NARGS National is seeking a Chapter to assume the responsibilities for Phase 4 of the Seed Exchange. This part of our fabulous international seed exchange involves packaging 2nd round requests for surplus seed, a much, much smaller group by far than those in the initial round. The overview of what this entails is outlined below.

Your Chapter Chair, Carol, is putting out the call to you - the Adirondack Chapter - to solicit interest in assuming this important role for National. Please respond to Carol if this looks like something that you would be willing to volunteer for. I know that you've had great participation and in fact enjoyed helping out with Phase 1 which is much more tedious (counting, packaging and labeling seeds).

Also, there's need for a place to set up and for several large tables. If you have a space, again, please contact Carol. It may be possible with enough volunteers to compress this operation into fewer days. Carol's contact info: ceichler@twcny.rr.com or 607-387-5823. Thus far leads from other Chapters had led us to dead-ends. Thank you for your consideration.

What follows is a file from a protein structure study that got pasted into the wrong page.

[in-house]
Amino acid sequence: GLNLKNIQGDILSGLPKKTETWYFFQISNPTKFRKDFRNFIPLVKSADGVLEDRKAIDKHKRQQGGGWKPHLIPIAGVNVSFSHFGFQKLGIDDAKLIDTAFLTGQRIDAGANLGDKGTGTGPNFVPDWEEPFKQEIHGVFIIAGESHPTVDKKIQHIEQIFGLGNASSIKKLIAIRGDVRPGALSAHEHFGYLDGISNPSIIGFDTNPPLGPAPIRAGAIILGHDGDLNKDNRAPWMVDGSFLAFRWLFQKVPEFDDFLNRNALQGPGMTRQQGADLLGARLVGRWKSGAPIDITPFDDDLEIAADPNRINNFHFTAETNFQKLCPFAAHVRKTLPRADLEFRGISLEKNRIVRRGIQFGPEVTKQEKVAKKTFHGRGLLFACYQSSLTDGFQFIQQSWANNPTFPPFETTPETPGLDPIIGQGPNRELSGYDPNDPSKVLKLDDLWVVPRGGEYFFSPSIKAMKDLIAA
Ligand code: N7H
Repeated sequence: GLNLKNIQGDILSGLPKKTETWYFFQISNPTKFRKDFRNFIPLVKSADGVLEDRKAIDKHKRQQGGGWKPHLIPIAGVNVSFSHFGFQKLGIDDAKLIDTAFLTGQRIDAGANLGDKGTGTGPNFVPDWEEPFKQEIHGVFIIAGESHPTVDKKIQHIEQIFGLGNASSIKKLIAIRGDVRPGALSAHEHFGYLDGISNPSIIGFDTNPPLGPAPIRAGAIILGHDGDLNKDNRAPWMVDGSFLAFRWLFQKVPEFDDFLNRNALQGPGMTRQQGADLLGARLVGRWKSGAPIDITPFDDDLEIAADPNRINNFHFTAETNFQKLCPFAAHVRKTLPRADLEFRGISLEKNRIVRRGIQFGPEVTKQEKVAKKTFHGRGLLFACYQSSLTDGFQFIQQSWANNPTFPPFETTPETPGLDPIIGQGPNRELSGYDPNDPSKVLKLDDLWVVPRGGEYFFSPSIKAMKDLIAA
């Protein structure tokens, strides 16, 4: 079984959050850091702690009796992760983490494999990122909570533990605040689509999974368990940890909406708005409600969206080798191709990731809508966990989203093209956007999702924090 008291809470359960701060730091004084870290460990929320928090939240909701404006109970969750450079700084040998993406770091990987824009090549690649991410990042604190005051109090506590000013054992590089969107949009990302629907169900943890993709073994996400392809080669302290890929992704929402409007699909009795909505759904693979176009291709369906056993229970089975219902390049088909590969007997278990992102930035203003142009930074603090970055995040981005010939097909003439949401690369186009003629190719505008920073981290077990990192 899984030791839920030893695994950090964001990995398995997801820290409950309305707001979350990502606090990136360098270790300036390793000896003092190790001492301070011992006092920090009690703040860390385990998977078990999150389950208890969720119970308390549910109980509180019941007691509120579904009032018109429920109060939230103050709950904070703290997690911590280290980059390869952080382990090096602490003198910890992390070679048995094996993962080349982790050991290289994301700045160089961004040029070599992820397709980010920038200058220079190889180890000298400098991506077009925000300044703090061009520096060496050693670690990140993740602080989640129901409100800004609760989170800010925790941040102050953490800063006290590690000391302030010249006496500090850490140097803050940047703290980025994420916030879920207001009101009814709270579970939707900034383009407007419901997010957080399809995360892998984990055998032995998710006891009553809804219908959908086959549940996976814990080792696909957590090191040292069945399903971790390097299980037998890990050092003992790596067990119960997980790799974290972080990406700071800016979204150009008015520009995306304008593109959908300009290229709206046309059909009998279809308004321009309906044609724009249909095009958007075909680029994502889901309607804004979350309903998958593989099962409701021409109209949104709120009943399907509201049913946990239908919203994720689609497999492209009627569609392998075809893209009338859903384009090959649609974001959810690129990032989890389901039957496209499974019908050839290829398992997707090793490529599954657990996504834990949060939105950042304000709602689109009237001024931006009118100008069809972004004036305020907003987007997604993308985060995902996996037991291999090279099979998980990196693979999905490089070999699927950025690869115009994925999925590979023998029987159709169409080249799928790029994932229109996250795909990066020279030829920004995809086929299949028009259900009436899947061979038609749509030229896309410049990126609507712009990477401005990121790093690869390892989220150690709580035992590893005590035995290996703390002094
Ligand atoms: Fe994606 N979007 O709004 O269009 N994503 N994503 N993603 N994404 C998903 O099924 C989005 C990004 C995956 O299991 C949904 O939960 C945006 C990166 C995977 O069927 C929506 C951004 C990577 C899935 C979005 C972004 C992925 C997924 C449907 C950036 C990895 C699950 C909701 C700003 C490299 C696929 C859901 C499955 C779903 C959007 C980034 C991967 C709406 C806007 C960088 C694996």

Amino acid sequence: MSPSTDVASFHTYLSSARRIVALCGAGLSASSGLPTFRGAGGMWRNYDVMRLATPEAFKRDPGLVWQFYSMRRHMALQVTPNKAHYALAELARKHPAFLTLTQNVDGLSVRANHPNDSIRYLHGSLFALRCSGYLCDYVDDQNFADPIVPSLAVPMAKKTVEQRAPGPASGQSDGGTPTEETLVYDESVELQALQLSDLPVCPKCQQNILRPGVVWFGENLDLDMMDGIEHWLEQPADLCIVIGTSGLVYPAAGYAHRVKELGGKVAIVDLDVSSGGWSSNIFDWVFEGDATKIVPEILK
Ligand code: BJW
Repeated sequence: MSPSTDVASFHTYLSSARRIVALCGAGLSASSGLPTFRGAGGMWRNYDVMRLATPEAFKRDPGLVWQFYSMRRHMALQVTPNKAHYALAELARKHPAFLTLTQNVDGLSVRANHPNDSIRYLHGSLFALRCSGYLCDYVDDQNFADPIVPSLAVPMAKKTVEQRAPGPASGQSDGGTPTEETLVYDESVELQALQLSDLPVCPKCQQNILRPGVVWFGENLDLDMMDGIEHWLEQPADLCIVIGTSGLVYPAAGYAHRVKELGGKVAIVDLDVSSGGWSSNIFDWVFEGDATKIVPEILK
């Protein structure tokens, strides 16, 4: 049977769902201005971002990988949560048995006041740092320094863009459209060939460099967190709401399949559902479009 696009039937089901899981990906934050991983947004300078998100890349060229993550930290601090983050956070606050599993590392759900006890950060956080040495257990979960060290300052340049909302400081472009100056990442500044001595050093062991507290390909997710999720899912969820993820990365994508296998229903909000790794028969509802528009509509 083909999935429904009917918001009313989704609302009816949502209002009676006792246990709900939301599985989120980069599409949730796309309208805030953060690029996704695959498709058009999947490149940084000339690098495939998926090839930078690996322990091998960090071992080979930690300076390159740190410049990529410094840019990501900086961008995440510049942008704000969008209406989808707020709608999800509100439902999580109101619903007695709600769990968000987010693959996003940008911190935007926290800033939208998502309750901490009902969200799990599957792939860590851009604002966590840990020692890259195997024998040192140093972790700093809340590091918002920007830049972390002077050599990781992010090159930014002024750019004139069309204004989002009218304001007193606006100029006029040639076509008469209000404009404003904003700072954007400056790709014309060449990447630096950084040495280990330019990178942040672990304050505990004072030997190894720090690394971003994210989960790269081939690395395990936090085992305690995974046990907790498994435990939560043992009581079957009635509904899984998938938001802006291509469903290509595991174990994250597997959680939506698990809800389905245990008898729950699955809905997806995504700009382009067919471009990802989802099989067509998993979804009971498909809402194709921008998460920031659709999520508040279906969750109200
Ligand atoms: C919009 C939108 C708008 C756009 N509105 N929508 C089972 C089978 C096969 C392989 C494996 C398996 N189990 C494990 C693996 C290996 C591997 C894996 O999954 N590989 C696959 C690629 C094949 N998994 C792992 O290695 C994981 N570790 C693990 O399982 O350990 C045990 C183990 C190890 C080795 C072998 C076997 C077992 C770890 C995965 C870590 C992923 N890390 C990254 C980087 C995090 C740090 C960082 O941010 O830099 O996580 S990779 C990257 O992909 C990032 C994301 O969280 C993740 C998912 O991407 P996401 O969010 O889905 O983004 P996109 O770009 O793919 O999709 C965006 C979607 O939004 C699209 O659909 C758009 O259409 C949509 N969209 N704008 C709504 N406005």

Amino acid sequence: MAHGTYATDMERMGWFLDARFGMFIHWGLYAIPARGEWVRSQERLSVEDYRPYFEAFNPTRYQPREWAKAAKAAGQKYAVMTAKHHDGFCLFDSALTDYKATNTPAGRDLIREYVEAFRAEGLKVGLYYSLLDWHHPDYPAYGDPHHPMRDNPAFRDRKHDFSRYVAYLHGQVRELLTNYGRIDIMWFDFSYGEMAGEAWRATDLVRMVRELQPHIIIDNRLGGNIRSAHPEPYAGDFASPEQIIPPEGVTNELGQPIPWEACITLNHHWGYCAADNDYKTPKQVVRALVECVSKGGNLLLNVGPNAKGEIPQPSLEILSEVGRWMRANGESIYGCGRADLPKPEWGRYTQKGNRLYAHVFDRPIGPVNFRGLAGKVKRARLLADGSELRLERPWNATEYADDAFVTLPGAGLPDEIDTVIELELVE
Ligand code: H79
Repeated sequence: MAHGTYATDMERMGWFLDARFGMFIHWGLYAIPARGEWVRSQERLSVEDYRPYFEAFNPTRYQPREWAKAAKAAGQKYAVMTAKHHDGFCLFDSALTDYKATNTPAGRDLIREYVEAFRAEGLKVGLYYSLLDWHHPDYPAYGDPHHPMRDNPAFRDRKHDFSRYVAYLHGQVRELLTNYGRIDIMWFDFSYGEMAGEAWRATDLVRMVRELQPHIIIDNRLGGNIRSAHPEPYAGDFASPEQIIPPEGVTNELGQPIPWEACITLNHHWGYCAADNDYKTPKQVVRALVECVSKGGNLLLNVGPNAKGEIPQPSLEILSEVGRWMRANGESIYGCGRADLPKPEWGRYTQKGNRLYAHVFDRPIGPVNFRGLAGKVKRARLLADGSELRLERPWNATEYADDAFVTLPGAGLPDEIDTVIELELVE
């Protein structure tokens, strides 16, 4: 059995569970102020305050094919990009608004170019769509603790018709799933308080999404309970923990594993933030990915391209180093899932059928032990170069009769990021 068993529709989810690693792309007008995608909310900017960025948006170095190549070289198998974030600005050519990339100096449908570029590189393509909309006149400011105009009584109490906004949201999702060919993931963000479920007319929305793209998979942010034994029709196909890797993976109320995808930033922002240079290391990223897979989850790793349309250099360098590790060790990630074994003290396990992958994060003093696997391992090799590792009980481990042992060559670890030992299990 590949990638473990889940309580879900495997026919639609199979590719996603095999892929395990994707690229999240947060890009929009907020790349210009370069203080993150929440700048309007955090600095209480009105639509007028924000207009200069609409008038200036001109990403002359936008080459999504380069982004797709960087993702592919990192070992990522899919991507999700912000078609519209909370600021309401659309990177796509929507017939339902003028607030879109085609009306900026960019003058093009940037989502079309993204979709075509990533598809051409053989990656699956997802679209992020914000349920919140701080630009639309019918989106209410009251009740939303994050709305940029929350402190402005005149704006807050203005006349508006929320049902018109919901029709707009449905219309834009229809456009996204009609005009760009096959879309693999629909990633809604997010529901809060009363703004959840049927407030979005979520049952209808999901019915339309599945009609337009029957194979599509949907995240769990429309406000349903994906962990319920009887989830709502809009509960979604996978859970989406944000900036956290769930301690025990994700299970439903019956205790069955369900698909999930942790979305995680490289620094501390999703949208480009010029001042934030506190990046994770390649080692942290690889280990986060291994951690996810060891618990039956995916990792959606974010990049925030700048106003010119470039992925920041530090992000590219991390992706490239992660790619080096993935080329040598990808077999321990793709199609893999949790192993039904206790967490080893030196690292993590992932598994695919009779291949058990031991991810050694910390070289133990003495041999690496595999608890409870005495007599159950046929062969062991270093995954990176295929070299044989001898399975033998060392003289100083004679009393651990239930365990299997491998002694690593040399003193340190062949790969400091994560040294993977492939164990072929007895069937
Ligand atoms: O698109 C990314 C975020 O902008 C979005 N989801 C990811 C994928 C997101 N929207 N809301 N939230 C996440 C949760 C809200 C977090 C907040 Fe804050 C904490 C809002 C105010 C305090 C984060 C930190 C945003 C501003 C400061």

Description of Phase 4, Seed Exchange

Surplus Seed Distribution (aka Second Round) takes place in mid- March, working a few hours to set up, three to four full days (depending on number helping) filling orders, a couple hours distributing the remaining seed to chapters, and, lastly, dismantling. The Great Lakes Chapter worked one Sunday at the beginning for set up and started processing orders, then two to four weekdays (~1-8pm) the first two weeks-with most volunteers working in four hour shifts. The last week they worked one weekday to finish orders and the final day (a few days after the deadline for orders) was for any late orders, dividing the remaining seed among the requesting chapters, and dismantling and storing supplies till next year.

This project can be done by 10-12 volunteers working multiple shifts, or up to 25 individuals. Our set up was ideal for 3-6 people each shift to avoid getting in each others way - but the optimal number can vary considerably based on your set-up. Approximately 33 table feet is required (for ex. 5 six foot tables and a card table - enough tables to hold the seed trays, 1 table for preparing orders for shipping, 1 table for repacking, and the card table for logging orders as they arrive. More tables would allow you to spread out the work more and would help accommodate more volunteers.